Rates and Fees

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The District annually evaluates its service needs, programs, and operational costs before recommending rate changes to the District’s Board of Directors. To continue the District’s long tradition of providing reliable water service to our customers, rate increases are needed to cover increasing operational costs.

Multi-Year Rate Increase

In October 2014, the District's Board of Directors adopted a 5-year rate setting strategy (Rate Study/Tiered Rates Update). The first increase took effect November 1, 2014. All following increases become effective on and after November 1 of each year beginning January 2015. Rate increases over the subsequent four-year period go into effect without further rate hearings. The rates are subject to pass-through charges, which could include increased costs from our wholesale supplier and/or “penalties” or “surcharges” for water use that exceeds the water supply allocation imposed on the District by its wholesale supplier.

Water Commodity Charge

The District’s commodity charge is based on water usage. The cost to the consumer for water is lower if less water is used and higher if more water is used. The commodity charge is metered in units. One unit equals 748 gallons.

Commodity Rate

Multi-Year Rate






Tier 1 – Water Budget. All billed usage within Water Budget






Tier 2 – Water Budget. Inefficient Use. All billed usage in excess of Water Budget






* The commodity rate for 2019 remains at $5.25 Tier 1 and $8.61 Tier 2. The District's ability to maintain 2018 rates is due to the District's signing of an historic agreement to resume its right to pump groundwater from the Santa Ana River Basin in 2016, reducing the District's water supply costs. (The Board adopted rate for 2019 was $5.76 for Tier 1 usage and $9.09 for Tier 2.)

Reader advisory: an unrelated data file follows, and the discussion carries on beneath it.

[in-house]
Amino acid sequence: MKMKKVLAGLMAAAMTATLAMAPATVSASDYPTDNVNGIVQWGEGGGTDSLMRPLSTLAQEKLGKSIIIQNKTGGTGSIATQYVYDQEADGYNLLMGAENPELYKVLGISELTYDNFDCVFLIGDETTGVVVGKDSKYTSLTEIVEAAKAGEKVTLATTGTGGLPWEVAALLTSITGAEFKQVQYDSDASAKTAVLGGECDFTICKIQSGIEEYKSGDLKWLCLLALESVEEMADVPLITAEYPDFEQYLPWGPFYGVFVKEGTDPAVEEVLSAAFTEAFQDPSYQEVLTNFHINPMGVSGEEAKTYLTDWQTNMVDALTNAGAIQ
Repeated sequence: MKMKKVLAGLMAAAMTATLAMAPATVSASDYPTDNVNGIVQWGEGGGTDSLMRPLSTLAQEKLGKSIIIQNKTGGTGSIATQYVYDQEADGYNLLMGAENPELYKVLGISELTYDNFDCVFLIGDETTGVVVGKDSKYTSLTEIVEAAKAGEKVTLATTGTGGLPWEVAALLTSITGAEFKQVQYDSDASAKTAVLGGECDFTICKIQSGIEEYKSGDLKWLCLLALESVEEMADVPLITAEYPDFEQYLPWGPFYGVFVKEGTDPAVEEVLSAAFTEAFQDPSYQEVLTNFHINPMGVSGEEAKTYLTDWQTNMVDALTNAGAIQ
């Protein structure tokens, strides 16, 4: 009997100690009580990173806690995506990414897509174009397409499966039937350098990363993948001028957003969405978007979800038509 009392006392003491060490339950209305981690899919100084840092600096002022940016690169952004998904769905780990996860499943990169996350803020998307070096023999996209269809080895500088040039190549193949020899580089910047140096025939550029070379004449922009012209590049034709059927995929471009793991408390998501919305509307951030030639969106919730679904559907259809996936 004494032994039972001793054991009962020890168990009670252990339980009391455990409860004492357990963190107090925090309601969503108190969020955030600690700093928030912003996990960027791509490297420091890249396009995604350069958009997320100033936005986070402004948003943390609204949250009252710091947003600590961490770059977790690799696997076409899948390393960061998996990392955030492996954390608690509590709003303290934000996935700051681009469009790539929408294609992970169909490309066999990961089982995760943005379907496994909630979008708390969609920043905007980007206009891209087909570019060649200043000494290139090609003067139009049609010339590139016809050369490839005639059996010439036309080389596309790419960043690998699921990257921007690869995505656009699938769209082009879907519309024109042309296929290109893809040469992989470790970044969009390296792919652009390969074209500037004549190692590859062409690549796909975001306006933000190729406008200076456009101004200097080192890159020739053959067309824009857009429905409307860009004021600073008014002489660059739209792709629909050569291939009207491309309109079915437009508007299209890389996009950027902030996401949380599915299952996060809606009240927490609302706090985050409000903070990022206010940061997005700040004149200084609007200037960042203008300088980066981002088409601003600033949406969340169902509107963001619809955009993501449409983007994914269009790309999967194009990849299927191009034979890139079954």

Bi-monthly Service Charge

The District’s service charge is levied against all customers in the District on a bi-monthly basis based on the size of each meter on the customer’s premises. The charge recovers costs associated with providing water to the serviced property, which do not vary with consumption. These costs include meter reading and billing customers for each bi-monthly period, maintenance of meters and service lines in the distribution system, administrative costs, water quality testing, and salaries and benefits.

Bi-Monthly Service Charge (Based on meter size*)

Multi-Year Rate






3/4-inch meter (typical single-family residence)






1-inch meter






1–1/2-inch meter






2-inch meter






3-inch meter






6-inch meter






*The District is often asked about the factors that determine the bi-monthly service charge.  When a customer applies for a residential meter, several factors are taken into account to make sure the size of the meter matches the demand being placed on the water system by the proposed project. During the design phase of property improvement, the size of the meter is usually determined by the architect hired to design the building and its plumbing. This is done by taking into account the number of fixture units for the project. In addition, the City’s fire department, in conjunction with the homeowner’s fire protection engineer, reviews the size of the meter needed to meet code requirements for the fire sprinkler system.

Fire protection demands are a significant impact on the District's water system. The components of public and private water systems have to be properly sized to meet these demands, as well as normal usage demands. Even though the amount of water that is used overall for fire protection is small, a fire can have an enormous impact causing great demand on a water system for a short period of time. The service charge on a meter pays for the infrastructure needed to supply your demand at anytime 24 hours a day, 7 days a week. The revenues from the charge pays for the upkeep of piping, valves, pumps, energy standby charges, auxiliary equipment, storage tanks, and source water connections which are all the components needed to deliver a quantity of water for property and perhaps life saving protection.

Because higher costs are associated with larger meters, as described above, it would be inequitable for residential customers with a ¾-inch meter to bear the cost burden for those customers with larger meters. The District’s responsibility is to distribute costs equitably among all its customers.

Fee Schedule

Click the PDF link below to access the current Fee Schedule of the District. All fees are reviewed annually as part of the budget process and adjusted as needed. 2019/20 District Fee Schedule

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